The 51st Karlovy Vary International Film Festival begins on Friday evening. Opening the festival is the highly-anticipated WWII drama Anthropoid about the assassination of Reinhard Heydrich by Czech and Slovak parachutists in 1942. Jamie Dornan (of ‘Fifty Shades of Grey’ fame) is one of the stars in the production who will be attending. Other top stars attending the festival this year include Willem Dafoe and Jean Reno.
Czech President Miloš Zeman has reiterated support for a bill on national referenda which was approved by the government last year. But he stirred emotions by suggesting on Friday that he would not be against Czechs voting on whether to stay in the European Union - although he said he would not vote to leave. Mr Zeman added that the Czech Republic received 200 billion crowns more from the EU than it gave back, stressing that “only someone crazy would give up so much money”. The head of state admitted it was “a cynical reason” but called it “a reason just the same”. Some time ago, the head of state spoke in the Chamber of Deputies recommending lawmakers pass the legislation; the bill needs three-fifths support in both chambers.
Government reacted to words earlier in the day by the country’s head of state Miloš Zeman about not being against a referendum on EU membership, by saying it was not counting on any steps which would cast doubt on the Czech Republic’s membership in either the EU or NATO. The news was revealed by government spokesman Martin Ayrer; it stated that both the EU and NATO had been long-term foreign policy priorities and were guarantees of economic stability and security. Finance Minister Andrej Babiš also reacted to the president’s words, stressing that a departure from the EU would be disastrous for the country. The head of the Social Democrats’ deputies club Roman Sklenák confirmed that while the party was in favour of the referendum bill, holding a plebiscite on EU membership was, in his view, not a good idea. On June 23, Great Britain shocked the world by voting to leave the 28-member bloc, leaving many as yet unanswered questions over Great Britain’s future.
Former justice minister Pavel Blažek will head an investigative committee in the lower house looking into reorganization plans in the Czech police forces which were recently approved by the interior minister but led to a temporary standoff between the two senior parties in government and the resignation of Robert Šlachta, head of the special police unit for combatting organised crime. Mr Blažek received backing from 89 MPs of 163 present in a second round of voting. Former police officer Zdeněk Ondračka received 61 votes in the secret ballot.
An area of Prague’s picturesque Malostranské naměstí in the historic centre which served as a parking lot has changed status and will now be used for cultural events, Prague Mayor Adriana Krnáčová confirmed. The site is now to undergo renovation and repairs. The former parking lot is located around the corner from the lower house of Parliament and was reportedly used at times by MPs.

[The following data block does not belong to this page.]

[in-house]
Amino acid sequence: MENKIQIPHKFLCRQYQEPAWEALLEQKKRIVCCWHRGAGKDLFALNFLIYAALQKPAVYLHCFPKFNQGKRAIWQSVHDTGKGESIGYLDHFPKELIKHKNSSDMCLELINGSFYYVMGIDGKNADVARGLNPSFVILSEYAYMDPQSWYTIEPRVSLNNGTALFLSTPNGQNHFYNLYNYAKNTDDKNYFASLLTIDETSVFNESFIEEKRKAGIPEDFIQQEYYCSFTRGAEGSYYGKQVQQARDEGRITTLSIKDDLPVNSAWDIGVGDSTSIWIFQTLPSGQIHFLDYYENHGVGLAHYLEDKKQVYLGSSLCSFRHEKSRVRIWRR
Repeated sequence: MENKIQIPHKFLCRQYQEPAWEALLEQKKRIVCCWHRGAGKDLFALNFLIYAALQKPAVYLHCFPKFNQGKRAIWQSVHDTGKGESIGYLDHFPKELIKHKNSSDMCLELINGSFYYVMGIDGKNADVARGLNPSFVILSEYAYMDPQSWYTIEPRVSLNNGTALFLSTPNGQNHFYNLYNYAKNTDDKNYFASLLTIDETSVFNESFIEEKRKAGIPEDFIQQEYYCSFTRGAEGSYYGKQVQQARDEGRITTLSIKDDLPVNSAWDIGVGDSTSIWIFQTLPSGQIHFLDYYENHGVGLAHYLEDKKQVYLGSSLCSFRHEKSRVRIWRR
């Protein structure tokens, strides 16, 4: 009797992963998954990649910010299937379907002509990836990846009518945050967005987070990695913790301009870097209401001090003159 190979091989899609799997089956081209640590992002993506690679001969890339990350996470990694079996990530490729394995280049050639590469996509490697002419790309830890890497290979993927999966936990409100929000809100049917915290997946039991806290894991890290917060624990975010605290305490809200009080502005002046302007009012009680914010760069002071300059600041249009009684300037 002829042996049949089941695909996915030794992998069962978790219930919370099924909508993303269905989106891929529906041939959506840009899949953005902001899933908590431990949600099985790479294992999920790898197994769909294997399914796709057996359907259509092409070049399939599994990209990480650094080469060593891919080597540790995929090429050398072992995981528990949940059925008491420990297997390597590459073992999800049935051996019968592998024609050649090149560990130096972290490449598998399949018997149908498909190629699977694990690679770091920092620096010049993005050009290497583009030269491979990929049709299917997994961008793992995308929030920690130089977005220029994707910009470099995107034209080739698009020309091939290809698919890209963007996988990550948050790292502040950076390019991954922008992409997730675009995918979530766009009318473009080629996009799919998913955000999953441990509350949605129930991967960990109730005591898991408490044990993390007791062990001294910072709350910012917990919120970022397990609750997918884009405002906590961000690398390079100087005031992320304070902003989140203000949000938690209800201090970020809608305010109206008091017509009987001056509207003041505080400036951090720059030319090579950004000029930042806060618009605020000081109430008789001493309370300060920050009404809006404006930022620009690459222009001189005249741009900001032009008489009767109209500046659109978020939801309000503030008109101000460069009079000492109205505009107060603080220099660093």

Lawmakers on Friday passed legislation in a final reading which will require owners to explain how their assets increased out of all proportion to their declared earnings, based on a difference of at least seven million crowns. The tax office will in future be able to levy strict fines in cases where owners were not able to explain the source of assets or were unwilling to cooperate. The bill passed by a wide margin; and it will now be sent to the upper chamber for debate.
State prosecutors have dropped legal proceedings against one of two Czechs suspected of having thrown eggs at Czech President Miloš Zeman during a 2014 ceremony marking 25 years since the fall of communism in Europe. The news was confirmed by the Czech News Agency on Friday. The second suspect is still under investigation. Two years ago, on the occasion of November 17th (which marks the beginning of the Velvet Revolution in 1989) Mr Zeman was jeered by hundreds of demonstrators who expressed protest over the head of state’s alleged close ties to Russia, fondness for alcohol and use of expletives in a now infamous interview for Czech Radio. There were calls for him to step down and his security detail used umbrellas to deflect eggs pelted by unknown assailants.
A Norwegian court on Thursday upheld its earlier decision regarding Czech mother Eva Michaláková to remove her parental rights for her two sons, Czech Television reported on Friday. However, the judge refused to let one of the sons be taken for adoption. The two children, who are now 10 and eight years old, were taken into care by Norwegian social services five years ago following suspicions of abuse. The case has become a major media and political issue in the Czech Republic with past interventions by head of state Miloš Zeman, the Ministry of Foreign Affairs and other politicians. Mrs Michaláková, who is seeking to get her sons returned, can appeal the verdict.
All members of the Czech Olympic team will undergo free tests for the Zika virus immediately after their return from Brazil, Health Minister Svatopluk Němeček announced on Thursday. The tests will be carried out by a laboratory at the Health Institute in Ostrava, north Moravia. The ministry has also issued recommendations for visitors to the Summer Olympic Games, which are to be held in Rio de Janeiro on from August 5 to August 21.
New foreigners’ law to change conditions for non-EU nationals
Czech foreign ministry reports record number of visa applications
Restaurant tells visitors to “clear their plates” or pay a 50 crown fine for wasting food
New index shows locations with best quality of life in Czech Republic
Archaeologists unearth rare Renaissance-Baroque brew house in ‘Czech Paradise’